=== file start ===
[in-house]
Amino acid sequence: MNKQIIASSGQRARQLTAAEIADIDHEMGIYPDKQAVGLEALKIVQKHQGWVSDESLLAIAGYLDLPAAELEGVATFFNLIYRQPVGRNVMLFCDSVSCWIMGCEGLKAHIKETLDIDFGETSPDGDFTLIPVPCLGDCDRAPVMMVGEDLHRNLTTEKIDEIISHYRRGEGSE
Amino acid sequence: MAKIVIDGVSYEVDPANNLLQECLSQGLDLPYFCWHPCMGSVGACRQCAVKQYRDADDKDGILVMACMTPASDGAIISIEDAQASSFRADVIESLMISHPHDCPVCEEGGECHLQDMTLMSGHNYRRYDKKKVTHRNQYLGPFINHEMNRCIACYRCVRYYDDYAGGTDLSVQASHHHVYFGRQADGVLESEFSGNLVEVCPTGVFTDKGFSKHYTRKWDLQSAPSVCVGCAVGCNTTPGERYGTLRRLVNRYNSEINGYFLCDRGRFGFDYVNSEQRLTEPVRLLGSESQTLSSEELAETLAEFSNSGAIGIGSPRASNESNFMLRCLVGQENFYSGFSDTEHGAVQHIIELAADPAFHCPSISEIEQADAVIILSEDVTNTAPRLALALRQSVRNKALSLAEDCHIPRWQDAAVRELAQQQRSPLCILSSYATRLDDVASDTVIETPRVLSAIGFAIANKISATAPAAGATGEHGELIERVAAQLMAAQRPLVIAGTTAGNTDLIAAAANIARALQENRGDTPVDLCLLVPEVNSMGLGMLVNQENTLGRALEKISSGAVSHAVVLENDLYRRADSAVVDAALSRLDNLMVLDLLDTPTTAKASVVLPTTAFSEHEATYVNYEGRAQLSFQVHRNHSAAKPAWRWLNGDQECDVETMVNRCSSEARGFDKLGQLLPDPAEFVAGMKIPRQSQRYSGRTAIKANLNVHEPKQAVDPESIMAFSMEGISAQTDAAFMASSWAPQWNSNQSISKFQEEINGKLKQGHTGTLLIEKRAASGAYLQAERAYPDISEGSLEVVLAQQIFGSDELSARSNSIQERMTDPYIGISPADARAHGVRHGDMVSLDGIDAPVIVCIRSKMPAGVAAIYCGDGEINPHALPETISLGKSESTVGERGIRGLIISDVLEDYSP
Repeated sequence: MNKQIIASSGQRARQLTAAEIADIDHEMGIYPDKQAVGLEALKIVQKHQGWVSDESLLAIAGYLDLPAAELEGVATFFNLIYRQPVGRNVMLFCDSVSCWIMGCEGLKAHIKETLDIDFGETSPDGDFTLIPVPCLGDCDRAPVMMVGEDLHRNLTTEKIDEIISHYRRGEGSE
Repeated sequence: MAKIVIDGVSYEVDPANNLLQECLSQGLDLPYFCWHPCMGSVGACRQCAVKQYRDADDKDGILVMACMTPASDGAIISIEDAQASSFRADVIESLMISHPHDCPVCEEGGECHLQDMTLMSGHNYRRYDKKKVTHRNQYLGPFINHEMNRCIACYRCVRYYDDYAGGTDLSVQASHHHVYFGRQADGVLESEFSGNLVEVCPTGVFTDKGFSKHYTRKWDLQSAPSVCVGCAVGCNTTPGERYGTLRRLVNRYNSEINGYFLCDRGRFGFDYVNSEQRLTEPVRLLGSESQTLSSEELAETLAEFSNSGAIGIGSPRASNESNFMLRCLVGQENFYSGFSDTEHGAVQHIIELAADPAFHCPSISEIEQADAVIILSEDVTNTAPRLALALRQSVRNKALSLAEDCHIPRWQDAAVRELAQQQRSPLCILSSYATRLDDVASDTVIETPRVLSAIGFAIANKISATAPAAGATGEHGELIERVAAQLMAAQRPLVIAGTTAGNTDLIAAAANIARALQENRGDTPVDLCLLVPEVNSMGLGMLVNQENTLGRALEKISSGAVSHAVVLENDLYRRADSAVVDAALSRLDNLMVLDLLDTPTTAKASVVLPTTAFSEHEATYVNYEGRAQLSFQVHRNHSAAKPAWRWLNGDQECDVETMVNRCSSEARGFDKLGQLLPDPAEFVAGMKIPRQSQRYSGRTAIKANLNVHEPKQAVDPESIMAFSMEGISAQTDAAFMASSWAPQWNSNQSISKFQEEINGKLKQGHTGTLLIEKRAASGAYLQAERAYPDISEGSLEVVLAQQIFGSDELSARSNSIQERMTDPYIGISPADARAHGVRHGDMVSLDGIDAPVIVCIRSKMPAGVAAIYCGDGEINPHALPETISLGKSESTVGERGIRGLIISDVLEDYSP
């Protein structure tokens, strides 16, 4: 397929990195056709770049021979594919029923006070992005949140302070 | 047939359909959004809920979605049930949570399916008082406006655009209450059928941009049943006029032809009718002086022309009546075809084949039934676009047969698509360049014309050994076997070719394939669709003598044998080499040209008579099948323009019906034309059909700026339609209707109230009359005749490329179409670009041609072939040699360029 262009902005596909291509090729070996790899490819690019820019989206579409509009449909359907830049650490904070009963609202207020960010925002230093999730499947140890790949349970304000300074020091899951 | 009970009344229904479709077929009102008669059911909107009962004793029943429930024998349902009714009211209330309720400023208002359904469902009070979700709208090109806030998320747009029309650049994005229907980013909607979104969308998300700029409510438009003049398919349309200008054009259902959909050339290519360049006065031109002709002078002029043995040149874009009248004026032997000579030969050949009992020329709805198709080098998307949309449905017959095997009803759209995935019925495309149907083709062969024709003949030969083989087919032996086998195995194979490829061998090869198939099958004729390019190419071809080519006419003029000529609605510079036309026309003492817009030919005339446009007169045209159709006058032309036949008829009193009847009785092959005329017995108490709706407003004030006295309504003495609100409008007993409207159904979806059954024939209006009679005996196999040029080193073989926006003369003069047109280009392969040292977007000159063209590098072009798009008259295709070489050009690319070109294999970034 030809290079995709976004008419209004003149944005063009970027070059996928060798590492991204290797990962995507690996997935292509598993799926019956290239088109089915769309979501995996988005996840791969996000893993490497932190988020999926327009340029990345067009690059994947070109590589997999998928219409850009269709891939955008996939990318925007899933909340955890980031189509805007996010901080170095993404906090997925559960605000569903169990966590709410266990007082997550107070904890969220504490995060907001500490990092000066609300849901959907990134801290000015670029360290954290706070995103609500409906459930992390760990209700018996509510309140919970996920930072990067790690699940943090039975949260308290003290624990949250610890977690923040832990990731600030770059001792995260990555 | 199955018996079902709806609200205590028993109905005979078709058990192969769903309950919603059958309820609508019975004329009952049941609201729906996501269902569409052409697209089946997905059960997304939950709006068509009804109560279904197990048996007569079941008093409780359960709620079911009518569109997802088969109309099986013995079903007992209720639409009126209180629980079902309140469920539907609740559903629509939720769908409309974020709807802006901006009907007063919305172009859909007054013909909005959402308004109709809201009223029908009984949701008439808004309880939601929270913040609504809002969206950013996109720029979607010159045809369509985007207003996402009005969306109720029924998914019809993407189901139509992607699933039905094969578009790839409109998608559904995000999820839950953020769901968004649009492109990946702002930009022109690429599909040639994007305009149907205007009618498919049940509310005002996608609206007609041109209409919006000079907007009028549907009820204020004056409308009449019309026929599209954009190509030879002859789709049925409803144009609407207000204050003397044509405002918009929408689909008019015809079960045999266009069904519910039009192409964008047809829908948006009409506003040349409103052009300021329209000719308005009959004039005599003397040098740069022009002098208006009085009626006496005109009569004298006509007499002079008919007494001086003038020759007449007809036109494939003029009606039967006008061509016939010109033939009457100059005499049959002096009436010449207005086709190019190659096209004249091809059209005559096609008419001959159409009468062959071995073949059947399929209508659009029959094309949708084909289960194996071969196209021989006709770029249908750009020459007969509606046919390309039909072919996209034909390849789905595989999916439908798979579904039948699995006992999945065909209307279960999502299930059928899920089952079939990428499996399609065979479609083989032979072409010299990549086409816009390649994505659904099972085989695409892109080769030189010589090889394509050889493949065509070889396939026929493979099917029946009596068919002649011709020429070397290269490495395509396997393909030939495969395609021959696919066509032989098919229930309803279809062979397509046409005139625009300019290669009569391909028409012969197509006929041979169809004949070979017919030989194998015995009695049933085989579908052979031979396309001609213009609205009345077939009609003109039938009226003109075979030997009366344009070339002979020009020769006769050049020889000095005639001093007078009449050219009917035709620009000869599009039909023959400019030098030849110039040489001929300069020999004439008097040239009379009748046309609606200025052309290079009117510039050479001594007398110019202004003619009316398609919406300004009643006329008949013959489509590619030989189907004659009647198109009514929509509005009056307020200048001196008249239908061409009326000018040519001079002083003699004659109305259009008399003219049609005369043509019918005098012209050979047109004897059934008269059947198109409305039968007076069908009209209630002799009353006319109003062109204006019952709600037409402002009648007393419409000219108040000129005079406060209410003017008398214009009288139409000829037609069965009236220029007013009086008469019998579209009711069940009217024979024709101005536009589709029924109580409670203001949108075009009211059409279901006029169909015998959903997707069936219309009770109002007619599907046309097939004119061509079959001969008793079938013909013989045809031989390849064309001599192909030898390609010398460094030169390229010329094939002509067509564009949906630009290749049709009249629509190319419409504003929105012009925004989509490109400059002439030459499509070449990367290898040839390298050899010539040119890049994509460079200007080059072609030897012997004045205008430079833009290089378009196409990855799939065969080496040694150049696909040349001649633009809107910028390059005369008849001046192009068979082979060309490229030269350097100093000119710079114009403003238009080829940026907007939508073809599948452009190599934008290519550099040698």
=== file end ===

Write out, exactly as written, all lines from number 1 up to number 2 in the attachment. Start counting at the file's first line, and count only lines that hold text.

[in-house]
Amino acid sequence: MNKQIIASSGQRARQLTAAEIADIDHEMGIYPDKQAVGLEALKIVQKHQGWVSDESLLAIAGYLDLPAAELEGVATFFNLIYRQPVGRNVMLFCDSVSCWIMGCEGLKAHIKETLDIDFGETSPDGDFTLIPVPCLGDCDRAPVMMVGEDLHRNLTTEKIDEIISHYRRGEGSE